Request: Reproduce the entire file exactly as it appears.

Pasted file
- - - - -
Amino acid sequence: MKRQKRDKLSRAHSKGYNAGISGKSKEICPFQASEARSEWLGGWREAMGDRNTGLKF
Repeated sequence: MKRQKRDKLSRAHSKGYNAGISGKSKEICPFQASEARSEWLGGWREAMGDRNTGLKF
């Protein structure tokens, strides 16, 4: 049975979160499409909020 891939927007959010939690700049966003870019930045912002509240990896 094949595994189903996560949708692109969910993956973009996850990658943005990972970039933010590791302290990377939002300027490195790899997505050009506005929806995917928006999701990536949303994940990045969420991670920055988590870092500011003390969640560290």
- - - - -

Amino acid sequence: MKRQKRDKLSRAHSKGYNAGISGKSKEICPFQASEARSEWLGGWREAMGDRNTGLKF
Repeated sequence: MKRQKRDKLSRAHSKGYNAGISGKSKEICPFQASEARSEWLGGWREAMGDRNTGLKF
């Protein structure tokens, strides 16, 4: 049975979160499409909020 891939927007959010939690700049966003870019930045912002509240990896 094949595994189903996560949708692109969910993956973009996850990658943005990972970039933010590791302290990377939002300027490195790899997505050009506005929806995917928006999701990536949303994940990045969420991670920055988590870092500011003390969640560290």